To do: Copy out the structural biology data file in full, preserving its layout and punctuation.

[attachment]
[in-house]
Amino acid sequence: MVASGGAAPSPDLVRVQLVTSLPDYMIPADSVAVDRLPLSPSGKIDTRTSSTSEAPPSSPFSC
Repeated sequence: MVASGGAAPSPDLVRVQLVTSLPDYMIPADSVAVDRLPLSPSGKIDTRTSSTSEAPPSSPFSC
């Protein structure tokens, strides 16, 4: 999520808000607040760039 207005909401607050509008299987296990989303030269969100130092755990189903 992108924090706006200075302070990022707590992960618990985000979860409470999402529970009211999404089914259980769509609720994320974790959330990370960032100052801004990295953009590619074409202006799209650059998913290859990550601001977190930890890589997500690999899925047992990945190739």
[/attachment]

[in-house]
Amino acid sequence: MVASGGAAPSPDLVRVQLVTSLPDYMIPADSVAVDRLPLSPSGKIDTRTSSTSEAPPSSPFSC
Repeated sequence: MVASGGAAPSPDLVRVQLVTSLPDYMIPADSVAVDRLPLSPSGKIDTRTSSTSEAPPSSPFSC
């Protein structure tokens, strides 16, 4: 999520808000607040760039 207005909401607050509008299987296990989303030269969100130092755990189903 992108924090706006200075302070990022707590992960618990985000979860409470999402529970009211999404089914259980769509609720994320974790959330990370960032100052801004990295953009590619074409202006799209650059998913290859990550601001977190930890890589997500690999899925047992990945190739």